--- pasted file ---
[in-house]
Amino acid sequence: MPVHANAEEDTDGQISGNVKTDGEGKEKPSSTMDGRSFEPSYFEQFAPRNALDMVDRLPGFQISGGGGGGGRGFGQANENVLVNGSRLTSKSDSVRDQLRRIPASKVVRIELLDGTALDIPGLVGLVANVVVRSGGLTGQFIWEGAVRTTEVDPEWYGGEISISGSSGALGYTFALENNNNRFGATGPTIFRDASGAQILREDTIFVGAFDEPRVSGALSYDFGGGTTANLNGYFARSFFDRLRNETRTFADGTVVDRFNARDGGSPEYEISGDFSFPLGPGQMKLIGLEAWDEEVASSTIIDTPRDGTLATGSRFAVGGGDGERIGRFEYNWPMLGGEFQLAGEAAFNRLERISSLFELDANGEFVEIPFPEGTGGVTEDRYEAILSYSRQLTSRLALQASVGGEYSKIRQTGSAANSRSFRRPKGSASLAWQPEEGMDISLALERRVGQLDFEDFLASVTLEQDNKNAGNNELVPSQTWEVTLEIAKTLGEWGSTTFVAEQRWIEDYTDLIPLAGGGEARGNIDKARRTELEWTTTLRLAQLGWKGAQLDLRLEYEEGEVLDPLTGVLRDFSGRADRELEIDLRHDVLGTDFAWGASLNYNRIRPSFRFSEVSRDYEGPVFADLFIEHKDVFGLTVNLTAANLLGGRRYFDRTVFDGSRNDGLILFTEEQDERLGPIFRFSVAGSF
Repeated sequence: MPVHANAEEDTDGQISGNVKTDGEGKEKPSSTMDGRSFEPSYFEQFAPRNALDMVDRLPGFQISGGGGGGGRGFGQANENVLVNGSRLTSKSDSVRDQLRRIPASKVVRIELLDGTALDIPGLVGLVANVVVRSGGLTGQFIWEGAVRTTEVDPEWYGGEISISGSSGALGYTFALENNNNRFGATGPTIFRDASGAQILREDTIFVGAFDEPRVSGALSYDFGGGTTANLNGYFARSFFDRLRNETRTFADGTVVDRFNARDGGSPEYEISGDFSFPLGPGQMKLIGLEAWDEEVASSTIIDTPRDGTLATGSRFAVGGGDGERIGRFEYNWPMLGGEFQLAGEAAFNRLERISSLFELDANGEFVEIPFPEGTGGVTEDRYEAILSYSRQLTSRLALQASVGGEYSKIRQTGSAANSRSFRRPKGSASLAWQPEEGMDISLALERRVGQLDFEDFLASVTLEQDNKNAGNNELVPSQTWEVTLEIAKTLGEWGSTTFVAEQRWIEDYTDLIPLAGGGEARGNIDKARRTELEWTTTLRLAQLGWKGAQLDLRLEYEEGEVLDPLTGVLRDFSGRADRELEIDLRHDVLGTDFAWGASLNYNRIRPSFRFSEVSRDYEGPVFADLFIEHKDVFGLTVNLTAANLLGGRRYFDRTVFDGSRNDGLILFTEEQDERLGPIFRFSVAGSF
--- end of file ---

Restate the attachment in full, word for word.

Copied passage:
[in-house]
Amino acid sequence: MPVHANAEEDTDGQISGNVKTDGEGKEKPSSTMDGRSFEPSYFEQFAPRNALDMVDRLPGFQISGGGGGGGRGFGQANENVLVNGSRLTSKSDSVRDQLRRIPASKVVRIELLDGTALDIPGLVGLVANVVVRSGGLTGQFIWEGAVRTTEVDPEWYGGEISISGSSGALGYTFALENNNNRFGATGPTIFRDASGAQILREDTIFVGAFDEPRVSGALSYDFGGGTTANLNGYFARSFFDRLRNETRTFADGTVVDRFNARDGGSPEYEISGDFSFPLGPGQMKLIGLEAWDEEVASSTIIDTPRDGTLATGSRFAVGGGDGERIGRFEYNWPMLGGEFQLAGEAAFNRLERISSLFELDANGEFVEIPFPEGTGGVTEDRYEAILSYSRQLTSRLALQASVGGEYSKIRQTGSAANSRSFRRPKGSASLAWQPEEGMDISLALERRVGQLDFEDFLASVTLEQDNKNAGNNELVPSQTWEVTLEIAKTLGEWGSTTFVAEQRWIEDYTDLIPLAGGGEARGNIDKARRTELEWTTTLRLAQLGWKGAQLDLRLEYEEGEVLDPLTGVLRDFSGRADRELEIDLRHDVLGTDFAWGASLNYNRIRPSFRFSEVSRDYEGPVFADLFIEHKDVFGLTVNLTAANLLGGRRYFDRTVFDGSRNDGLILFTEEQDERLGPIFRFSVAGSF
Repeated sequence: MPVHANAEEDTDGQISGNVKTDGEGKEKPSSTMDGRSFEPSYFEQFAPRNALDMVDRLPGFQISGGGGGGGRGFGQANENVLVNGSRLTSKSDSVRDQLRRIPASKVVRIELLDGTALDIPGLVGLVANVVVRSGGLTGQFIWEGAVRTTEVDPEWYGGEISISGSSGALGYTFALENNNNRFGATGPTIFRDASGAQILREDTIFVGAFDEPRVSGALSYDFGGGTTANLNGYFARSFFDRLRNETRTFADGTVVDRFNARDGGSPEYEISGDFSFPLGPGQMKLIGLEAWDEEVASSTIIDTPRDGTLATGSRFAVGGGDGERIGRFEYNWPMLGGEFQLAGEAAFNRLERISSLFELDANGEFVEIPFPEGTGGVTEDRYEAILSYSRQLTSRLALQASVGGEYSKIRQTGSAANSRSFRRPKGSASLAWQPEEGMDISLALERRVGQLDFEDFLASVTLEQDNKNAGNNELVPSQTWEVTLEIAKTLGEWGSTTFVAEQRWIEDYTDLIPLAGGGEARGNIDKARRTELEWTTTLRLAQLGWKGAQLDLRLEYEEGEVLDPLTGVLRDFSGRADRELEIDLRHDVLGTDFAWGASLNYNRIRPSFRFSEVSRDYEGPVFADLFIEHKDVFGLTVNLTAANLLGGRRYFDRTVFDGSRNDGLILFTEEQDERLGPIFRFSVAGSF